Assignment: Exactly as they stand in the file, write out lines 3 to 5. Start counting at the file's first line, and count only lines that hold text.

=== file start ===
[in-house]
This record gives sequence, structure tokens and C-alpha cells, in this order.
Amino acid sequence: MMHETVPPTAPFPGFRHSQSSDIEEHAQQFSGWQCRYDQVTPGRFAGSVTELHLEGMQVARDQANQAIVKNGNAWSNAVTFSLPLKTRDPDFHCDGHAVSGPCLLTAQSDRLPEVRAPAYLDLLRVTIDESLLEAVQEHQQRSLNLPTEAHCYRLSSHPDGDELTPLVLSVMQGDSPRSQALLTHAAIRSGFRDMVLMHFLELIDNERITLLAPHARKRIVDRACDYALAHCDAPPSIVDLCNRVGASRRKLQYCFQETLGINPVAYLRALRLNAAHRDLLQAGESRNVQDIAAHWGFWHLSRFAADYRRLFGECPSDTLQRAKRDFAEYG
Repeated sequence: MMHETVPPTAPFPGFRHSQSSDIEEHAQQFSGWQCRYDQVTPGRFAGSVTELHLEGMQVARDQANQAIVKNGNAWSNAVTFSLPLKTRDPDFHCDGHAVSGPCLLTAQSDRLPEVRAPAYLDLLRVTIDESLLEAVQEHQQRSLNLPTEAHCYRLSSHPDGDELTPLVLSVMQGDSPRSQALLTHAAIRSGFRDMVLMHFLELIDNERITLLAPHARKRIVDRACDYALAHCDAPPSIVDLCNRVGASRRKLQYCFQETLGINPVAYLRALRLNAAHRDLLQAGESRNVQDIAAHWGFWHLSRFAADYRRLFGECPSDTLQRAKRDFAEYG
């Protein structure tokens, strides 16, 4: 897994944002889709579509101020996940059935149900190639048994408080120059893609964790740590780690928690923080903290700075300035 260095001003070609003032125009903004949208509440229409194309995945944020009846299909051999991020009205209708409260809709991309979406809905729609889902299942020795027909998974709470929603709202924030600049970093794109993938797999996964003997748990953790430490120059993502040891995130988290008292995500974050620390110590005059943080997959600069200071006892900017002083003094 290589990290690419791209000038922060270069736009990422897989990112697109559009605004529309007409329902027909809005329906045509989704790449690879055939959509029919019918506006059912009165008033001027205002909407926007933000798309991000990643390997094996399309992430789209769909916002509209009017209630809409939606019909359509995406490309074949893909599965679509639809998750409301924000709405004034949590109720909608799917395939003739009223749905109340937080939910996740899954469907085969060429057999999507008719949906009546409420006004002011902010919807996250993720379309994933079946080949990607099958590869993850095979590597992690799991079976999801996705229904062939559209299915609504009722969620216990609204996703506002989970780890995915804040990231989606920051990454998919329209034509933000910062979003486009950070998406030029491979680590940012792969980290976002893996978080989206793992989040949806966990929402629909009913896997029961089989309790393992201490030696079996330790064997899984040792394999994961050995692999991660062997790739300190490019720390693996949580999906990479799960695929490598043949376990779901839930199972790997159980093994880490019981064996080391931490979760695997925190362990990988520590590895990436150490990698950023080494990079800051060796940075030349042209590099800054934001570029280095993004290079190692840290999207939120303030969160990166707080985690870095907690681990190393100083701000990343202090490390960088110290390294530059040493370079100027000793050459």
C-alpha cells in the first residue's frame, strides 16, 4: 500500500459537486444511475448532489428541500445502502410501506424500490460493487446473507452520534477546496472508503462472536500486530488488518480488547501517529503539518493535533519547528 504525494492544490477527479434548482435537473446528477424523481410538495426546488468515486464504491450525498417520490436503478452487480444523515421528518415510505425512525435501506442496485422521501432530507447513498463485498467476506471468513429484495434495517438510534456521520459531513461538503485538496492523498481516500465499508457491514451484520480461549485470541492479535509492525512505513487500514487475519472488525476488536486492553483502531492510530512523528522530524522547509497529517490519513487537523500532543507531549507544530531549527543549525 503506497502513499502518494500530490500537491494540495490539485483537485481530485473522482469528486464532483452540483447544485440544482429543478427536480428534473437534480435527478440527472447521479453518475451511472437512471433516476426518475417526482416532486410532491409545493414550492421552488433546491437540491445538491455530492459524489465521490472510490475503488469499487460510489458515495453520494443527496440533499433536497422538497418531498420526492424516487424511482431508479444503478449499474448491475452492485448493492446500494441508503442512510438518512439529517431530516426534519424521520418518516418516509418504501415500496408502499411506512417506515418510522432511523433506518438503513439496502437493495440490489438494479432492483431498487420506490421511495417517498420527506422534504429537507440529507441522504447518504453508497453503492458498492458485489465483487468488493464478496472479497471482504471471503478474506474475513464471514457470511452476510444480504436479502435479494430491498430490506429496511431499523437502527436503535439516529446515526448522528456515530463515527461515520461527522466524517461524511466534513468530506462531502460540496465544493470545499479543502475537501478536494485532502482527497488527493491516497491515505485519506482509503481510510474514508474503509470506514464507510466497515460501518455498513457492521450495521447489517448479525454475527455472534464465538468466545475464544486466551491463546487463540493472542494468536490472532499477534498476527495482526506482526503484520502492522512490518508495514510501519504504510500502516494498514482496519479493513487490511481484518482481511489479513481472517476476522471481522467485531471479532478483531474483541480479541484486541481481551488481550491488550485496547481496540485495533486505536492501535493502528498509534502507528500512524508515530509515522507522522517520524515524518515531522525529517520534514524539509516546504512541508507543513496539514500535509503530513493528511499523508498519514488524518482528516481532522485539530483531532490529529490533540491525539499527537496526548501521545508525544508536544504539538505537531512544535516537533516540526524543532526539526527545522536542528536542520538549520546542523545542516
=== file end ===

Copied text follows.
Amino acid sequence: MMHETVPPTAPFPGFRHSQSSDIEEHAQQFSGWQCRYDQVTPGRFAGSVTELHLEGMQVARDQANQAIVKNGNAWSNAVTFSLPLKTRDPDFHCDGHAVSGPCLLTAQSDRLPEVRAPAYLDLLRVTIDESLLEAVQEHQQRSLNLPTEAHCYRLSSHPDGDELTPLVLSVMQGDSPRSQALLTHAAIRSGFRDMVLMHFLELIDNERITLLAPHARKRIVDRACDYALAHCDAPPSIVDLCNRVGASRRKLQYCFQETLGINPVAYLRALRLNAAHRDLLQAGESRNVQDIAAHWGFWHLSRFAADYRRLFGECPSDTLQRAKRDFAEYG
Repeated sequence: MMHETVPPTAPFPGFRHSQSSDIEEHAQQFSGWQCRYDQVTPGRFAGSVTELHLEGMQVARDQANQAIVKNGNAWSNAVTFSLPLKTRDPDFHCDGHAVSGPCLLTAQSDRLPEVRAPAYLDLLRVTIDESLLEAVQEHQQRSLNLPTEAHCYRLSSHPDGDELTPLVLSVMQGDSPRSQALLTHAAIRSGFRDMVLMHFLELIDNERITLLAPHARKRIVDRACDYALAHCDAPPSIVDLCNRVGASRRKLQYCFQETLGINPVAYLRALRLNAAHRDLLQAGESRNVQDIAAHWGFWHLSRFAADYRRLFGECPSDTLQRAKRDFAEYG
């Protein structure tokens, strides 16, 4: 897994944002889709579509101020996940059935149900190639048994408080120059893609964790740590780690928690923080903290700075300035 260095001003070609003032125009903004949208509440229409194309995945944020009846299909051999991020009205209708409260809709991309979406809905729609889902299942020795027909998974709470929603709202924030600049970093794109993938797999996964003997748990953790430490120059993502040891995130988290008292995500974050620390110590005059943080997959600069200071006892900017002083003094 290589990290690419791209000038922060270069736009990422897989990112697109559009605004529309007409329902027909809005329906045509989704790449690879055939959509029919019918506006059912009165008033001027205002909407926007933000798309991000990643390997094996399309992430789209769909916002509209009017209630809409939606019909359509995406490309074949893909599965679509639809998750409301924000709405004034949590109720909608799917395939003739009223749905109340937080939910996740899954469907085969060429057999999507008719949906009546409420006004002011902010919807996250993720379309994933079946080949990607099958590869993850095979590597992690799991079976999801996705229904062939559209299915609504009722969620216990609204996703506002989970780890995915804040990231989606920051990454998919329209034509933000910062979003486009950070998406030029491979680590940012792969980290976002893996978080989206793992989040949806966990929402629909009913896997029961089989309790393992201490030696079996330790064997899984040792394999994961050995692999991660062997790739300190490019720390693996949580999906990479799960695929490598043949376990779901839930199972790997159980093994880490019981064996080391931490979760695997925190362990990988520590590895990436150490990698950023080494990079800051060796940075030349042209590099800054934001570029280095993004290079190692840290999207939120303030969160990166707080985690870095907690681990190393100083701000990343202090490390960088110290390294530059040493370079100027000793050459």